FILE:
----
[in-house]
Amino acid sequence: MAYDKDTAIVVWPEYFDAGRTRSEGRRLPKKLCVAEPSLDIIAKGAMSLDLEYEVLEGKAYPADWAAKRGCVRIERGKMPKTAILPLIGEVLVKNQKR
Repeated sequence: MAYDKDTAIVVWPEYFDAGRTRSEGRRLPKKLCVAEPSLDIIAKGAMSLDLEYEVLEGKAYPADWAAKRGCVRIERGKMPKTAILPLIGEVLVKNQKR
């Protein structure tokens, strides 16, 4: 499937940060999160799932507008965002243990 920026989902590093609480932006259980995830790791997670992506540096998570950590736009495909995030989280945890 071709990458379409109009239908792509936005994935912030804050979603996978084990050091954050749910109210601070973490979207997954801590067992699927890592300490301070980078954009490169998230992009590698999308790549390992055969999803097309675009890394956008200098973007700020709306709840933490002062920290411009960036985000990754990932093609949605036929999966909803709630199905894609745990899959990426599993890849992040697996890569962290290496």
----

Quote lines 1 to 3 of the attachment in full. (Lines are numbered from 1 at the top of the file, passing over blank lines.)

[in-house]
Amino acid sequence: MAYDKDTAIVVWPEYFDAGRTRSEGRRLPKKLCVAEPSLDIIAKGAMSLDLEYEVLEGKAYPADWAAKRGCVRIERGKMPKTAILPLIGEVLVKNQKR
Repeated sequence: MAYDKDTAIVVWPEYFDAGRTRSEGRRLPKKLCVAEPSLDIIAKGAMSLDLEYEVLEGKAYPADWAAKRGCVRIERGKMPKTAILPLIGEVLVKNQKR